You might just be inspired to swear off circuses forever, said William Kist in the Cleveland Plain Dealer. Michael Daly’s heartrending true story about an elephant that paid the ultimate price to feed the Gilded Age’s appetite for reality entertainment is, with the exception of a few activists, “populated completely by villains.” Born in an Asian jungle in the 1870s, Topsy endured mistreatment by captors, trainers, and owners. And when she killed a man who allegedly had put out a cigar on her trunk, Thomas Edison himself hastened her execution by turning it into a publicity stunt. But Daly, a longtime news columnist, has done more than besmirch the circus trade. He’s created a moving tribute to all victims of forces bigger than themselves.
The events that led to Topsy’s filmed death become “simultaneously fascinating and horrifying,” said Harper Barnes in the St. Louis Post-Dispatch. Daly begins the book with a vivid, though speculative, dramatization of what Topsy’s capture might have looked like. But the story “really surges to life” when Topsy reaches an America where rivals P.T. Barnum and Adam Forepaugh soon are vying to stage the most elaborate elephant spectacles imaginable. Forepaugh’s later decision to have Topsy put down inspired Edison to suggest electrocuting her. Edison’s angle? He was trying to become America’s king of electrical distribution, and he hoped to discredit his rival George Westinghouse by showing how fatally dangerous Westinghouse’s alternating current could be.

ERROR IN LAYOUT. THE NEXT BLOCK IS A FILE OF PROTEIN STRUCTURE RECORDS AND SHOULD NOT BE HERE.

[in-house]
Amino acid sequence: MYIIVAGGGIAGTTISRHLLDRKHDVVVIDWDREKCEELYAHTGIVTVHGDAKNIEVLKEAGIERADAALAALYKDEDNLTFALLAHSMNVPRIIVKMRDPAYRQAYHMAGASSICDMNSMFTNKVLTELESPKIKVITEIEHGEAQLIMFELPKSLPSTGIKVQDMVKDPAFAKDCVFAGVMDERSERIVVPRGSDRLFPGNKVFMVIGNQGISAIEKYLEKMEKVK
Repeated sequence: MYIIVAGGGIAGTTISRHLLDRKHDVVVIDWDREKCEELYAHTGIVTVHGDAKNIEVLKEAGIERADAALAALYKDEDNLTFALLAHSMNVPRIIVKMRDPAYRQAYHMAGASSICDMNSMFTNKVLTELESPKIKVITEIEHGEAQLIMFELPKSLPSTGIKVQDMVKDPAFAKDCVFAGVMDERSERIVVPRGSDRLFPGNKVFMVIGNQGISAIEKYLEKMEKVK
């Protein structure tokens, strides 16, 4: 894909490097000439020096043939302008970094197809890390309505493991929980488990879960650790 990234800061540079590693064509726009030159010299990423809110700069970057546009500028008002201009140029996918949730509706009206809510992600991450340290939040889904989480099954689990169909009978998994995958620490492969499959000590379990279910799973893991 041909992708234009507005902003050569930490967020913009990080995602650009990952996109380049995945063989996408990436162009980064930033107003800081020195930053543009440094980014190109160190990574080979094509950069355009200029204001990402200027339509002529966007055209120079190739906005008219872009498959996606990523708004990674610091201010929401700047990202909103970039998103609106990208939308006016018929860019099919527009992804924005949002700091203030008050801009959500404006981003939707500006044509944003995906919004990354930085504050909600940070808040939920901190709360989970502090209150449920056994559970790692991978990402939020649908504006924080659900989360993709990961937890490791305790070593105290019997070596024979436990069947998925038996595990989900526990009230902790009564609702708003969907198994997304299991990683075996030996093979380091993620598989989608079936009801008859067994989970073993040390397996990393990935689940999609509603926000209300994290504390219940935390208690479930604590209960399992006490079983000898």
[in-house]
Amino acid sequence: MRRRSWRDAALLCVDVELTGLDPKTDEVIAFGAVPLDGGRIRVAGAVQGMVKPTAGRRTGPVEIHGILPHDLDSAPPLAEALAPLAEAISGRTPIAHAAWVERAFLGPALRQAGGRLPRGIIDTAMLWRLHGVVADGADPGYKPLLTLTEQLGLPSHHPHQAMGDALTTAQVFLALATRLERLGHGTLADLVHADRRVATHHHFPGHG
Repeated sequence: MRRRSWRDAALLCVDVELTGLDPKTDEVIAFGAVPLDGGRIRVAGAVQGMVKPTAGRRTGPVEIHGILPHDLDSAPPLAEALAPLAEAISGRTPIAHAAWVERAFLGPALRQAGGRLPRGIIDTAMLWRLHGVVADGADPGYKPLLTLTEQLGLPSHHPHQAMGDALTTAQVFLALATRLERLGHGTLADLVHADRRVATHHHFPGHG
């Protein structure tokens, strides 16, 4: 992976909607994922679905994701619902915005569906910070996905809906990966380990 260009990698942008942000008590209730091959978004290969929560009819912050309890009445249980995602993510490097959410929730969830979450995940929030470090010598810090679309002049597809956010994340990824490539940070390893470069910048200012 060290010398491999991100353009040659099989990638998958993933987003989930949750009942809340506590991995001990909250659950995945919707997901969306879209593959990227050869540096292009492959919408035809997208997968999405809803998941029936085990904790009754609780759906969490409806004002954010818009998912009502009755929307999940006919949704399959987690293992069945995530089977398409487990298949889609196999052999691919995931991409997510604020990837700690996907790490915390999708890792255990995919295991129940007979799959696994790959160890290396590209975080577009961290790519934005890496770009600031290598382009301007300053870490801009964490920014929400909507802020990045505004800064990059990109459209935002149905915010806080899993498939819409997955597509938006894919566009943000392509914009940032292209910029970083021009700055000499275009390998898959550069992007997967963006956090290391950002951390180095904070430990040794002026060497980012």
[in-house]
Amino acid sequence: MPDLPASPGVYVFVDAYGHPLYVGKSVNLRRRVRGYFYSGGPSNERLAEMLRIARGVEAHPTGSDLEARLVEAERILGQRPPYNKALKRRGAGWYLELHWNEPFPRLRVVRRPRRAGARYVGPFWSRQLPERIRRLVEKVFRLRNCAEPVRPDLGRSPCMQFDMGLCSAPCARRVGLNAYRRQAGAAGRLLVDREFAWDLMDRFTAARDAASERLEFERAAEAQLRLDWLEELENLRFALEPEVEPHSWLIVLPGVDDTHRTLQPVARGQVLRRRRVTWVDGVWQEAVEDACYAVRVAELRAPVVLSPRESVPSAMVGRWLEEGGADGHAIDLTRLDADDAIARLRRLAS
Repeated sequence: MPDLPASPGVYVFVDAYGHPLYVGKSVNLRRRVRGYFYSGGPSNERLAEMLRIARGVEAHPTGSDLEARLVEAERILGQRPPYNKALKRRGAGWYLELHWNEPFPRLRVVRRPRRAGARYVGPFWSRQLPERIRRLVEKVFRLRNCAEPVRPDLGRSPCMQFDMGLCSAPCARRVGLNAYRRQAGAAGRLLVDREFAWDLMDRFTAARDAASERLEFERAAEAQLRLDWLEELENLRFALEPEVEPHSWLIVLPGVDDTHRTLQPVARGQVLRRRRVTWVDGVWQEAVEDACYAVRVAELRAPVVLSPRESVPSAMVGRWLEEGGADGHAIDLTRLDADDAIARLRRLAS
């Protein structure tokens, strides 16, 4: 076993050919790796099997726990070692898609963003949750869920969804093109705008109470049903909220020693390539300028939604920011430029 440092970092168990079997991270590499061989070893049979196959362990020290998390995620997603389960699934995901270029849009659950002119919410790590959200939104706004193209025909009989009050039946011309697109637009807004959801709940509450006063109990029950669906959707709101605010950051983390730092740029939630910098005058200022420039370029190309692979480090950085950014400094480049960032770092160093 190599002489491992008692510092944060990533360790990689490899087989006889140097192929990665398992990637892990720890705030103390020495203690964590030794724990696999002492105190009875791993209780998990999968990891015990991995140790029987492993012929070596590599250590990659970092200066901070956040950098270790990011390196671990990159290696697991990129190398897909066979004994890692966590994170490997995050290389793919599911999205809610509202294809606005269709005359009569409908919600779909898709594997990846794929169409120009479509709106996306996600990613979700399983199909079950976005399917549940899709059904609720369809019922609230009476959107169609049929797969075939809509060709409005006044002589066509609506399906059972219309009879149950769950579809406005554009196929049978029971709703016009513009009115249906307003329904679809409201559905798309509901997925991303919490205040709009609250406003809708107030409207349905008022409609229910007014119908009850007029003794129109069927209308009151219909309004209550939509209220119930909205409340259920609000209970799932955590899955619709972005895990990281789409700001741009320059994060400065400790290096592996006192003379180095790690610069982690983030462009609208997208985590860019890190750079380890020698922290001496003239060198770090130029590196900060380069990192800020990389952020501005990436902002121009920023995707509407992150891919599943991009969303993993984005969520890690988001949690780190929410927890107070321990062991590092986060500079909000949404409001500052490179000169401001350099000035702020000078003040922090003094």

Daly’s narrative “leads readers on mesmerizing detours,” said Sam Roberts in The New York Times. Whenever there’s a pause in either “the War of the Elephants” or “the War of the Currents,” we encounter another fascinating tidbit about the pickpocket trade or the origin of pink lemonade. Even Topsy’s execution “does not dampen the book’s exuberance.” Daly’s portrait of the Gilded Age—dark underbelly and all—adds up to a delightful,